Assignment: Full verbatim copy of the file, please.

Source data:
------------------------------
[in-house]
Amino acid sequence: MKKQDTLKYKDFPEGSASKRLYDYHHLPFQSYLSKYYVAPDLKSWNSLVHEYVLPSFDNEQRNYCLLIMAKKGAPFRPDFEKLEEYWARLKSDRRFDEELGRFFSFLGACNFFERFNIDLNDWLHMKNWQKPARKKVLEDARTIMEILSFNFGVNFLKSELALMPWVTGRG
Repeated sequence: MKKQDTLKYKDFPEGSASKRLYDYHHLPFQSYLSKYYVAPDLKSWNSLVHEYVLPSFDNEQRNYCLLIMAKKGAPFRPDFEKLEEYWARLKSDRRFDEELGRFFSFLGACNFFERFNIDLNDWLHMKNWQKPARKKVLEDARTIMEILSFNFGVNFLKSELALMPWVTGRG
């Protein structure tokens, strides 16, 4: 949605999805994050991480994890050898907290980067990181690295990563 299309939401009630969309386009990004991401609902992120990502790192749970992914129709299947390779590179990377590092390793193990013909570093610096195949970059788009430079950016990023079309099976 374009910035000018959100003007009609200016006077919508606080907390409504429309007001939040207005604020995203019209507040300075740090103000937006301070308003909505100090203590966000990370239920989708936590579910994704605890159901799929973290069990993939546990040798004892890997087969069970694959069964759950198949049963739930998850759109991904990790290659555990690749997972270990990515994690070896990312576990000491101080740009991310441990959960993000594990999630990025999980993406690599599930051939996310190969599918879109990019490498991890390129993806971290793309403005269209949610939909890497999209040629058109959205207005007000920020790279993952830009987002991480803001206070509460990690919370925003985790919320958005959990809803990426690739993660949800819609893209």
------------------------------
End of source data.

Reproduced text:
[in-house]
Amino acid sequence: MKKQDTLKYKDFPEGSASKRLYDYHHLPFQSYLSKYYVAPDLKSWNSLVHEYVLPSFDNEQRNYCLLIMAKKGAPFRPDFEKLEEYWARLKSDRRFDEELGRFFSFLGACNFFERFNIDLNDWLHMKNWQKPARKKVLEDARTIMEILSFNFGVNFLKSELALMPWVTGRG
Repeated sequence: MKKQDTLKYKDFPEGSASKRLYDYHHLPFQSYLSKYYVAPDLKSWNSLVHEYVLPSFDNEQRNYCLLIMAKKGAPFRPDFEKLEEYWARLKSDRRFDEELGRFFSFLGACNFFERFNIDLNDWLHMKNWQKPARKKVLEDARTIMEILSFNFGVNFLKSELALMPWVTGRG
């Protein structure tokens, strides 16, 4: 949605999805994050991480994890050898907290980067990181690295990563 299309939401009630969309386009990004991401609902992120990502790192749970992914129709299947390779590179990377590092390793193990013909570093610096195949970059788009430079950016990023079309099976 374009910035000018959100003007009609200016006077919508606080907390409504429309007001939040207005604020995203019209507040300075740090103000937006301070308003909505100090203590966000990370239920989708936590579910994704605890159901799929973290069990993939546990040798004892890997087969069970694959069964759950198949049963739930998850759109991904990790290659555990690749997972270990990515994690070896990312576990000491101080740009991310441990959960993000594990999630990025999980993406690599599930051939996310190969599918879109990019490498991890390129993806971290793309403005269209949610939909890497999209040629058109959205207005007000920020790279993952830009987002991480803001206070509460990690919370925003985790919320958005959990809803990426690739993660949800819609893209």